Fasa Tiga:
Berdasarkan jurang yang telah dikenalpasti dan rangka tindakan untuk mencapai hasil peningkatan disasarkan, MDEC beralih ke fasa tiga, bermula pada Januari hingga Mac 2021.

Salah satu pencapaian utama di bawah tempoh ini adalah menandatangani Ikrar Bebas Rasuah dengan Suruhanjaya Pencegahan Rasuah Malaysia (SPRM) yang melibatkan semua warga MDEC sekaligus menunjukkan komitmen kuat organisasi ini terhadap ketelusan dan kejujuran yang akan terus dipertingkatkan dengan adanya Pegawai Integriti Bertauliah dari SPRM .

MDEC menyaksikan peningkatan ketara dengan pelaksanaan Had Kuasa Budi Bicara (DAL) , keseluruhan penambahbaikan Surat Anugerah (LOA). DAL menetapkan semula kerangka yang menyeluruh untuk diluluskan MDEC yang dengan jelas mendefinisikan hierarki dan garis pelaporan, menetapkan tanggungjawab yang jelas dan melucutkan kuasa yang sebelumnya diberikan kepada ketua bahagian tertentu yang menyebabkan longgarnya kawalan. DAL mendorong kembali keputusan dibuat oleh badan asas iaitu Lembaga Pengarah.

Salah satu ciri penting DAL ialah untuk memastikan terdapat garis pelaporan kepada Pengerusi, Ketua Pegawai Eksekutif, MOC dan Ahli Lembaga Pengarah bagi mengatasi masalah “silo” dalam agensi. Untuk melembagakan DAL, sesi townhall dan roadshow dijalankan di mana saya telah memulakan perjumpaan dalaman dan bertemu kesemua 467 kakitangan MDEC untuk memastikan mereka diberi penerangan jelas serta mengumpulkan maklum balas mengenai apa yang ingin dicapai agensi yang dilembagakan dengan tahap profesionalisme, integriti dan prestasi tertinggi.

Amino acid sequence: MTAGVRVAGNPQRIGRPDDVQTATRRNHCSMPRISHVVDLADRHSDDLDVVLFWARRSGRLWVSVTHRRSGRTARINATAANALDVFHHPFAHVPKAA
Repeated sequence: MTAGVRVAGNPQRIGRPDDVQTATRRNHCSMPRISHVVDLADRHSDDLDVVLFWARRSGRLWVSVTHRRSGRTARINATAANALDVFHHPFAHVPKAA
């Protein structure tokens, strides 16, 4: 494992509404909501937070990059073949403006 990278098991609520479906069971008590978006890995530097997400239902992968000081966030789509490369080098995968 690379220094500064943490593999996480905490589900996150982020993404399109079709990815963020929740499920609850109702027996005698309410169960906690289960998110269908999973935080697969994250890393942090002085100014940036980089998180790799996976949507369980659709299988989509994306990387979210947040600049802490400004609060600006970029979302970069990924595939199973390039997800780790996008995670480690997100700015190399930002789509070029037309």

DAL menjadi ‘latihan pendamaian’ untuk memastikan Lembaga Pengarah diberi kefahaman untuk menilai dan bersetuju terhadap aktiviti strategik, kewangan dan operasi sehingga budaya silo yang wujud di bahagian tersebut diubah. Terdapat dua pihak utama dalam proses kelulusan iaitu Lembaga Pengarah atau MOC (bagi keputusan melibatkan nilai RM500,000 ke bawah). Beberapa ‘kluster’ tidak mengalu-alukan DAL kerana tidak lagi berkuasa untuk membuat keputusan atau peranan telah dikurangkan.

Fasa 4:
MDEC kini berada di Fasa Empat misi Mencipta Semula yang mana fokusnya adalah melaksanakan amanah untuk memenuhi objektif di bawah MyDIGITAL dengan memastikan ekonomi digital memberi pelbagai manfaat kepada rakyat.

Untuk memperkemaskan strategi ini, empat teras utama telah dikenal pasti iaitu Kemahiran Baharu, Penerimagunaan , Pengganggu dan Pelaburan atau singkatnya N.A.D.I. ( New Skills, Adoption, Disruptors dan Investment). Ini akan mendorong program teras MDEC untuk rakyat, perniagaan dan
pelaburan seperti Gerakan #SayaDigital iaitu program utama mengenai jangkauan digital dan pembangunan untuk rakyat dan perniagaan di Malaysia.

Memandang lebih jauh cita -cita Malaysia untuk menjadi Nadi Digital ASEAN, MDEC telah mengumumkan penubuhan Pejabat Pelaburan Digital (DIO) bersama Lembaga Pembangunan Pelaburan Malaysia (MIDA) untuk memperkemaskan dan meningkatkan kualiti pelaburan tempatan.
YAB Perdana Menteri, melalui Majlis Ekonomi Digital dan Revolusi Perindustrian Keempat (4IR) barubaru ini mengesahkan Pelan Halatuju Strategik e- Dagang 2.0 (NESR 2.0) dengan MDEC telah diamanahkan untuk memimpin Pejabat Pengurusan Projek dengan mandat untuk mengawasi kejayaan pelaksanaannya.

Menyedari dan memanfaatkan sepenuhnya teknologi 4IR juga merupakan inisiatif masa hadapan agensi ini. MDEC mula melihat perkembangan dalam projek perintis di bidang pertanian melalui program eLadang. Petani yang terlibat telah memperoleh peningkatan sehingga 20 peratus melibatkan kualiti , kuantiti serta hasil pendapatan. MDEC bekerjasama dengan CIMB Islamic untuk menyokong para petani menerapkan teknologi internet kebendaan (IoT) dan mula menuai hasil berdasarkan pendigitalan. Ini merupakan langkah pertama melibatkan kerjasama MDEC dengan Kementerian Pertanian dan Industri Makanan (MAFI) dalam usaha untuk memastikan keselamatan dan kedaulatan makanan negara kita.